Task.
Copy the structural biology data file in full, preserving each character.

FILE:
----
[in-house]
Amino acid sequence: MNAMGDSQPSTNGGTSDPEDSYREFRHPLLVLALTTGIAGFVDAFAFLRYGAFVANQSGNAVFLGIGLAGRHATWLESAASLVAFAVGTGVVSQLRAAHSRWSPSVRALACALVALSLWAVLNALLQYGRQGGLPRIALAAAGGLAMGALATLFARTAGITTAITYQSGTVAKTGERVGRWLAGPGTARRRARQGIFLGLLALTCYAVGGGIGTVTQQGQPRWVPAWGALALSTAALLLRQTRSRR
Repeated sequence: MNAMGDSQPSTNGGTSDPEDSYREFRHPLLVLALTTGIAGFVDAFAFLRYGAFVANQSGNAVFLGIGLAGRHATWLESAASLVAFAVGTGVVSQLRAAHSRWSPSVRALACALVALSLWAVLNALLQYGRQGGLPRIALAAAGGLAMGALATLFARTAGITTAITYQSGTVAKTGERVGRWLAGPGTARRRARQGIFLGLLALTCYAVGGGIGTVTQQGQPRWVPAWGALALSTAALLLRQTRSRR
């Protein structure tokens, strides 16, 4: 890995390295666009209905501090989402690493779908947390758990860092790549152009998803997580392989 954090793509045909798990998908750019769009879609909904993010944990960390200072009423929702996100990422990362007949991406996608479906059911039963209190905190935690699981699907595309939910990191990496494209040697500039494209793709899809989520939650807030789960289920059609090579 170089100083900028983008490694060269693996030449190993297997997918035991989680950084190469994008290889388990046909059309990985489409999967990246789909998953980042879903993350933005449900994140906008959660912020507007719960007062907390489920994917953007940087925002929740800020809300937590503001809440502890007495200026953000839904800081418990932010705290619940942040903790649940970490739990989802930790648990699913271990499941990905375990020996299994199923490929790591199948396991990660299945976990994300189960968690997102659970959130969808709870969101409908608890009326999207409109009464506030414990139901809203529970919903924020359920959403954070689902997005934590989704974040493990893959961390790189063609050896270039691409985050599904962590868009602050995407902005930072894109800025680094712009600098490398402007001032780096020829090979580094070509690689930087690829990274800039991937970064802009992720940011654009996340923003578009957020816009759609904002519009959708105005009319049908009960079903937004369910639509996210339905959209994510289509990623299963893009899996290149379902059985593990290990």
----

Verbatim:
[in-house]
Amino acid sequence: MNAMGDSQPSTNGGTSDPEDSYREFRHPLLVLALTTGIAGFVDAFAFLRYGAFVANQSGNAVFLGIGLAGRHATWLESAASLVAFAVGTGVVSQLRAAHSRWSPSVRALACALVALSLWAVLNALLQYGRQGGLPRIALAAAGGLAMGALATLFARTAGITTAITYQSGTVAKTGERVGRWLAGPGTARRRARQGIFLGLLALTCYAVGGGIGTVTQQGQPRWVPAWGALALSTAALLLRQTRSRR
Repeated sequence: MNAMGDSQPSTNGGTSDPEDSYREFRHPLLVLALTTGIAGFVDAFAFLRYGAFVANQSGNAVFLGIGLAGRHATWLESAASLVAFAVGTGVVSQLRAAHSRWSPSVRALACALVALSLWAVLNALLQYGRQGGLPRIALAAAGGLAMGALATLFARTAGITTAITYQSGTVAKTGERVGRWLAGPGTARRRARQGIFLGLLALTCYAVGGGIGTVTQQGQPRWVPAWGALALSTAALLLRQTRSRR
């Protein structure tokens, strides 16, 4: 890995390295666009209905501090989402690493779908947390758990860092790549152009998803997580392989 954090793509045909798990998908750019769009879609909904993010944990960390200072009423929702996100990422990362007949991406996608479906059911039963209190905190935690699981699907595309939910990191990496494209040697500039494209793709899809989520939650807030789960289920059609090579 170089100083900028983008490694060269693996030449190993297997997918035991989680950084190469994008290889388990046909059309990985489409999967990246789909998953980042879903993350933005449900994140906008959660912020507007719960007062907390489920994917953007940087925002929740800020809300937590503001809440502890007495200026953000839904800081418990932010705290619940942040903790649940970490739990989802930790648990699913271990499941990905375990020996299994199923490929790591199948396991990660299945976990994300189960968690997102659970959130969808709870969101409908608890009326999207409109009464506030414990139901809203529970919903924020359920959403954070689902997005934590989704974040493990893959961390790189063609050896270039691409985050599904962590868009602050995407902005930072894109800025680094712009600098490398402007001032780096020829090979580094070509690689930087690829990274800039991937970064802009992720940011654009996340923003578009957020816009759609904002519009959708105005009319049908009960079903937004369910639509996210339905959209994510289509990623299963893009899996290149379902059985593990290990």